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Merry Christmas to all!


A very Merry Christmas from all of us here at The Pet Professionals! We hope this season is filled with joy and warmth! We also want toremind all owners to keep their pets safe during Christmas and New Years' celebrations.

Delicious foods and beautiful decorations seem to be everywhere right now. It's important to keep in mind that our four-legged friends should not have access to many of these foods and that it is really worth keeping a close eye on them during this time of the year.

Chocolates and sweets are a big part of Christmas and these can be poisonous to pets. Chocolate contains theobromine, a substance that is toxic for them and the darker the chocolate, the more dangerous it is to a pet. Certain types of chocolate such as dry cocoa powder, dark chocolate and unsweetened (baking) chocolate should be kept out of their reach at all times.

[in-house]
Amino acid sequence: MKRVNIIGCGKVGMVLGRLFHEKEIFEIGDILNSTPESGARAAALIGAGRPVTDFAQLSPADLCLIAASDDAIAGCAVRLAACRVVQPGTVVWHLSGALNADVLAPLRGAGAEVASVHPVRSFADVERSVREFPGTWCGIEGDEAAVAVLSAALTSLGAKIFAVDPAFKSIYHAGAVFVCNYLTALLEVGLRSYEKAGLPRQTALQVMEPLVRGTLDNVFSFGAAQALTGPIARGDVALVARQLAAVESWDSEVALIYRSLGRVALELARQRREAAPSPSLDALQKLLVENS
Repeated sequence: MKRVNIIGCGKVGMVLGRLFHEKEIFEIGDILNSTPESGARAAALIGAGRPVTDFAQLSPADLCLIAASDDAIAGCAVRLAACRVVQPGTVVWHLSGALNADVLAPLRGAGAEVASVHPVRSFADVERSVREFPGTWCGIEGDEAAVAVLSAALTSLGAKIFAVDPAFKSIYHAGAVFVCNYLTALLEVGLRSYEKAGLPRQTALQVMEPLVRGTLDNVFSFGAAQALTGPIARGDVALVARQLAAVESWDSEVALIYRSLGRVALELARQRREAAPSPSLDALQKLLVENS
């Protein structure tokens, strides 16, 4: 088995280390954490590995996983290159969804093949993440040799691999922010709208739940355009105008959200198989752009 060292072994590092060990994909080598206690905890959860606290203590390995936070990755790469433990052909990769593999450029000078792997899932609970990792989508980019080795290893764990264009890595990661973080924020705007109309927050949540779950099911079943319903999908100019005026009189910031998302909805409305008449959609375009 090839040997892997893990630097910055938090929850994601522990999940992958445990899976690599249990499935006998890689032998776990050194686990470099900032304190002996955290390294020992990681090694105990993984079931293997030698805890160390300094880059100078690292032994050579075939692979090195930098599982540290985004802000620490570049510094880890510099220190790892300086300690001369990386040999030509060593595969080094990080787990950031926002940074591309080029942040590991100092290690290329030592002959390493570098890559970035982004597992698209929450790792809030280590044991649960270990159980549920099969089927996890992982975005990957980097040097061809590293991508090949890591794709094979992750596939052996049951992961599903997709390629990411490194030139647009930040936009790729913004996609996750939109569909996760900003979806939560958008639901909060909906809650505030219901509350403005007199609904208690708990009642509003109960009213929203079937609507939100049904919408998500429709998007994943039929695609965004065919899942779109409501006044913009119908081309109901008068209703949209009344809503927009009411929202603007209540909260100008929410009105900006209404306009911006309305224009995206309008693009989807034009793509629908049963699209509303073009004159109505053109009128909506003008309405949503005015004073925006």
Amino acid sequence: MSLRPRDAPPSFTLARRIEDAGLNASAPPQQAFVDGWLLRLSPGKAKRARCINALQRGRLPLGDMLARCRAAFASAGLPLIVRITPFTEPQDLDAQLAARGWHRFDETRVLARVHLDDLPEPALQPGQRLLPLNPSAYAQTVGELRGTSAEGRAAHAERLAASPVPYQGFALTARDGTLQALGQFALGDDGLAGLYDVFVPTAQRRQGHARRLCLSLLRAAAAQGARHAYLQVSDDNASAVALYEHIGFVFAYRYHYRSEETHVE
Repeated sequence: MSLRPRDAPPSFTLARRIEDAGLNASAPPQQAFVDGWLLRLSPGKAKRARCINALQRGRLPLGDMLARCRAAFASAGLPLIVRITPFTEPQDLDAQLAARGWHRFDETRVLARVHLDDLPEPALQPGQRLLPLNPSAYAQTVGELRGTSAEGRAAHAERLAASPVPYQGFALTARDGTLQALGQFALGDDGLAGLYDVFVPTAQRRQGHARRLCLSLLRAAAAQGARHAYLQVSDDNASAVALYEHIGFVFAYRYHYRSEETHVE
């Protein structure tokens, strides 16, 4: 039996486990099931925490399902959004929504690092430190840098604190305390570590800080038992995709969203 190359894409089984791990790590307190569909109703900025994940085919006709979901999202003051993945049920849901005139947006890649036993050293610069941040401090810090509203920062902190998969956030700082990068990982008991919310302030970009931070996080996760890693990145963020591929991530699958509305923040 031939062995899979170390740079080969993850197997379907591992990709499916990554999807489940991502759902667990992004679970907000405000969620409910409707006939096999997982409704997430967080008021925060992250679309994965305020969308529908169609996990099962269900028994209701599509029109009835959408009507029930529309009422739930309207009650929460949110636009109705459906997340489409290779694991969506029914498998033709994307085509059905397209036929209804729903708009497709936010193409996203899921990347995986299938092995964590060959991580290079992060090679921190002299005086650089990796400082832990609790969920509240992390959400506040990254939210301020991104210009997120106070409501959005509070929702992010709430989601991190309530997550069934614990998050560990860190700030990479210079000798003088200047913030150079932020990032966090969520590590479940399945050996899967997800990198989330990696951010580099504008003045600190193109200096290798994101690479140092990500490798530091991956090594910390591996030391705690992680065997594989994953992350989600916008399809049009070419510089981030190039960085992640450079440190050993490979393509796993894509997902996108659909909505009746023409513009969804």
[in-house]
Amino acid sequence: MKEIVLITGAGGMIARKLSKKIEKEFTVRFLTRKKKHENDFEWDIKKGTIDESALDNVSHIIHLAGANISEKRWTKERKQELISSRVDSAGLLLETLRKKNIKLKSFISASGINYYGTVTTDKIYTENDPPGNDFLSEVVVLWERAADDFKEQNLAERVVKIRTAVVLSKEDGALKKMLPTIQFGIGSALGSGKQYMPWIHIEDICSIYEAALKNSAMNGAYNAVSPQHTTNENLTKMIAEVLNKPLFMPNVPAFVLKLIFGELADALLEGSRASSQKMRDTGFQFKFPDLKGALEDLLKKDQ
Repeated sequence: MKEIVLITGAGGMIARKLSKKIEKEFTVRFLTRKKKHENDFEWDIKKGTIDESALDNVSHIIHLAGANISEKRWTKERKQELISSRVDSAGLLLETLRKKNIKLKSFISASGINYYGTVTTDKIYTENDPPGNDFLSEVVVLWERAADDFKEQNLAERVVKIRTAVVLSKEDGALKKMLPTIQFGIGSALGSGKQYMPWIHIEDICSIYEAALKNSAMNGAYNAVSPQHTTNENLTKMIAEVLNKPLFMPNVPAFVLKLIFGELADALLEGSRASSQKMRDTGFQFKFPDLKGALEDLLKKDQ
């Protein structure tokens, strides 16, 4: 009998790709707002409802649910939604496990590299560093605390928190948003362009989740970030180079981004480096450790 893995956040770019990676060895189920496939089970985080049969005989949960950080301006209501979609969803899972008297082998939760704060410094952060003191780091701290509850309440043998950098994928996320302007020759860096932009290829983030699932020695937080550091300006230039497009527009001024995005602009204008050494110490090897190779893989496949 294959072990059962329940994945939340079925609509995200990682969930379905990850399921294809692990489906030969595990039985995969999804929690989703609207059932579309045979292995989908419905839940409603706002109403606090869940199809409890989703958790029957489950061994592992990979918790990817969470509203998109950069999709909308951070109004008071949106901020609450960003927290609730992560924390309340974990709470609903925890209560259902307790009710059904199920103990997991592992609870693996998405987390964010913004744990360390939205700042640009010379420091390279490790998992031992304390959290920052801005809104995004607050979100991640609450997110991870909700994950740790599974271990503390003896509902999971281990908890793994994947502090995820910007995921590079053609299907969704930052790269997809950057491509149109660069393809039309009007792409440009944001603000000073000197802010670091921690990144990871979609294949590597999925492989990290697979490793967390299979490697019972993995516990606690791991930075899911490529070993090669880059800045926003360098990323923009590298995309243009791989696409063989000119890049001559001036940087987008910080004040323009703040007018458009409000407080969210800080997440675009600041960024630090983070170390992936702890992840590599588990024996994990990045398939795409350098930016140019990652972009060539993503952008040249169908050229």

Sweets not only have incredibly high levels of sugar but many often contain xylitol, an artificial sweetening agent that is also poisonous, even if ingested in very small amounts. Xylitol can be added to tea, to several other baked goods and it is even used in some brands of peanut butter.

Mince pies, Christmas cake, and Christmas puddings are not recommended since they are full of raisins and sultanas, which are also known to cause kidney problems in dogs.

Get some healthy treats ready for your furry companions and avoid feeding them with leftovers from Christmas meals. Although delicious, our Christmas feasts are high in fat which can lead to digestive issues and contribute to the onset of pancreatitis.

Pets usually love Christmas decorations, especially curious and playful cats. However, tinsel, string, ribbons and any other ornaments being chewed or swallowed are not only a choking hazard, but can also cause intestinal blockage. Cats and dogs nibbling on plants such as mistletoe, poinsettia and holly is also to be avoided as these are mildly toxic for them.

Help us spread the word about these issues and hopefully more pets will enjoy a safe and happy Christmas.

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Published: 14 Dec 2017

Read the previous article: Foaling